S&P foresees 'credit risks' for PSUs supporting govt exchequer via share buybacks

10 public sector undertakings have announced or executed buybacks for a cumulative amount of Rs 15,000 crore.

S&P foresees 'credit risks' for PSUs supporting govt exchequer via share buybacks

New Delhi: S&P Global Ratings Tuesday said corporate activities that are designed to support the government coffers -- such as share buyback -- by PSUs are 'credit negative' for such entities.

In the past three months, 10 public sector undertakings (PSUs) have announced or executed buybacks for a cumulative amount of Rs 15,000 crore, which will count toward the government's target of Rs 80,000 crore from disinvestment of state-owned entities.

"S&P Global Ratings foresees credit risks at Indian SOEs (state-owned enterprises) from corporate activity designed to support the Indian government's budgetary coffers," the US-based rating agency said in a statement.

The impact on the respective companies can vary depending on the size of cash outflow, it added.

"Extracting cash from SOEs decreases their financial flexibility in a stress scenario, which -- at least over the short term -- is credit negative at the firm level," S&P said.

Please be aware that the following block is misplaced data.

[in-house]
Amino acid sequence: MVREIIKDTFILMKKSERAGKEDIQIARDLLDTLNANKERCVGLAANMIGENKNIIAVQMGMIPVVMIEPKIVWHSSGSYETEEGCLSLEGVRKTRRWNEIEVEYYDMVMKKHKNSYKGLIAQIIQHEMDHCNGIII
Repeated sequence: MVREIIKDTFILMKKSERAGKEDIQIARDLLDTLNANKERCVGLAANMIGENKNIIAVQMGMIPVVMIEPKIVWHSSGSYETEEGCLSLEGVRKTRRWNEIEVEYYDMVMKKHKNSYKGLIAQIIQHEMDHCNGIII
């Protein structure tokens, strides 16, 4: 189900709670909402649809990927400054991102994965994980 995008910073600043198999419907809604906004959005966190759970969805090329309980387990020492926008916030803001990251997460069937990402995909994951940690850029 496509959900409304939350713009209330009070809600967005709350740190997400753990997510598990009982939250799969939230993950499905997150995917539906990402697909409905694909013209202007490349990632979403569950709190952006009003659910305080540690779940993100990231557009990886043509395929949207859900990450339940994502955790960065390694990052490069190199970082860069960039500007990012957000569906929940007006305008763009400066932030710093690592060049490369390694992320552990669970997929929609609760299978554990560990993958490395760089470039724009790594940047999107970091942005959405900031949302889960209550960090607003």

It said while extraction of existing excess capital in the form of dividends generally has an impact only on the short-term business of SOEs as dividends are discretionary and can be scaled back if future profitability is low.

"In contrast, we believe that debt-funded share buybacks, mergers or acquisitions have longer-term implications. Further, reduced government linkages to divested firms may lower the likelihood of government support in a stress scenario," S&P said.

The share buybacks announced so far, including the Rs 4,000-crore offering at Oil and Natural Gas Corp (ONGC), are manageable within the credit profiles of respective PSUs, it added.

"However, the risk of a large and disruptive payout increases as the government runs out of time on its SOE stake sale target for the financial year," S&P said.

S&P said Power Finance Corporation (PFC) capitalisation is under pressure due to the government's direction to acquire REC, another SOE that finances the country's power sector.

"While we await the final acquisition cost, PFC's leveraged buyout of the government's 52 percent shareholding in REC led us to place the rating on CreditWatch with negative implications," it said.